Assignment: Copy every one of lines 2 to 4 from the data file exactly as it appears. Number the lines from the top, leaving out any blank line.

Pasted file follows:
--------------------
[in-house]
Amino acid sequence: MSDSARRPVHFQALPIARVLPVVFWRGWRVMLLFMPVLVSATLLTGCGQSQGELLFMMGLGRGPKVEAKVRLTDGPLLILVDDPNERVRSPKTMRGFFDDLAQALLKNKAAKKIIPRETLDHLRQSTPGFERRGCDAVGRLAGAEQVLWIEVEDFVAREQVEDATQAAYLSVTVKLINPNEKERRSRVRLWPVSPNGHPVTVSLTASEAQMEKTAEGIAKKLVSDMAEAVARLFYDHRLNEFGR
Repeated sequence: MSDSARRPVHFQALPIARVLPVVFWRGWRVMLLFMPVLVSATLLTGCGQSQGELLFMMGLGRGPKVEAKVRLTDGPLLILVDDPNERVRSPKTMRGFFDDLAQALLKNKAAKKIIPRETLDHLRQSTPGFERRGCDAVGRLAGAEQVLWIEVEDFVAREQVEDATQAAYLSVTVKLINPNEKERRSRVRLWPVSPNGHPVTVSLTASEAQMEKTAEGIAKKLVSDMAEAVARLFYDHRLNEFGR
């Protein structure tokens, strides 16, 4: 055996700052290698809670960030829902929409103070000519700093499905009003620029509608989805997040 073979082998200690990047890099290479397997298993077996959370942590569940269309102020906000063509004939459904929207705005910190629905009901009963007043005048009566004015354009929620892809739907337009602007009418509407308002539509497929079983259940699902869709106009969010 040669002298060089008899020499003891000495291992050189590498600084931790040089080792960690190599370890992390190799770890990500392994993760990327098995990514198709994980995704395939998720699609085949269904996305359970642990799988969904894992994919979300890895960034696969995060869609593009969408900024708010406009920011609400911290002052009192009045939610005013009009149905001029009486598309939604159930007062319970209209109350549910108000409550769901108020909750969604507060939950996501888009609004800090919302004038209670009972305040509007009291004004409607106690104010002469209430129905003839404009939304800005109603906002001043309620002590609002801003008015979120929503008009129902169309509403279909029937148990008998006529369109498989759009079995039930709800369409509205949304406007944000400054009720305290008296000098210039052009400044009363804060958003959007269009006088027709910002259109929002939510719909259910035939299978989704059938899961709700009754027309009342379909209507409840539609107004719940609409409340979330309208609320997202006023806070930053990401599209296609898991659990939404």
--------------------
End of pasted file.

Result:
Amino acid sequence: MSDSARRPVHFQALPIARVLPVVFWRGWRVMLLFMPVLVSATLLTGCGQSQGELLFMMGLGRGPKVEAKVRLTDGPLLILVDDPNERVRSPKTMRGFFDDLAQALLKNKAAKKIIPRETLDHLRQSTPGFERRGCDAVGRLAGAEQVLWIEVEDFVAREQVEDATQAAYLSVTVKLINPNEKERRSRVRLWPVSPNGHPVTVSLTASEAQMEKTAEGIAKKLVSDMAEAVARLFYDHRLNEFGR
Repeated sequence: MSDSARRPVHFQALPIARVLPVVFWRGWRVMLLFMPVLVSATLLTGCGQSQGELLFMMGLGRGPKVEAKVRLTDGPLLILVDDPNERVRSPKTMRGFFDDLAQALLKNKAAKKIIPRETLDHLRQSTPGFERRGCDAVGRLAGAEQVLWIEVEDFVAREQVEDATQAAYLSVTVKLINPNEKERRSRVRLWPVSPNGHPVTVSLTASEAQMEKTAEGIAKKLVSDMAEAVARLFYDHRLNEFGR
């Protein structure tokens, strides 16, 4: 055996700052290698809670960030829902929409103070000519700093499905009003620029509608989805997040 073979082998200690990047890099290479397997298993077996959370942590569940269309102020906000063509004939459904929207705005910190629905009901009963007043005048009566004015354009929620892809739907337009602007009418509407308002539509497929079983259940699902869709106009969010 040669002298060089008899020499003891000495291992050189590498600084931790040089080792960690190599370890992390190799770890990500392994993760990327098995990514198709994980995704395939998720699609085949269904996305359970642990799988969904894992994919979300890895960034696969995060869609593009969408900024708010406009920011609400911290002052009192009045939610005013009009149905001029009486598309939604159930007062319970209209109350549910108000409550769901108020909750969604507060939950996501888009609004800090919302004038209670009972305040509007009291004004409607106690104010002469209430129905003839404009939304800005109603906002001043309620002590609002801003008015979120929503008009129902169309509403279909029937148990008998006529369109498989759009079995039930709800369409509205949304406007944000400054009720305290008296000098210039052009400044009363804060958003959007269009006088027709910002259109929002939510719909259910035939299978989704059938899961709700009754027309009342379909209507409840539609107004719940609409409340979330309208609320997202006023806070930053990401599209296609898991659990939404």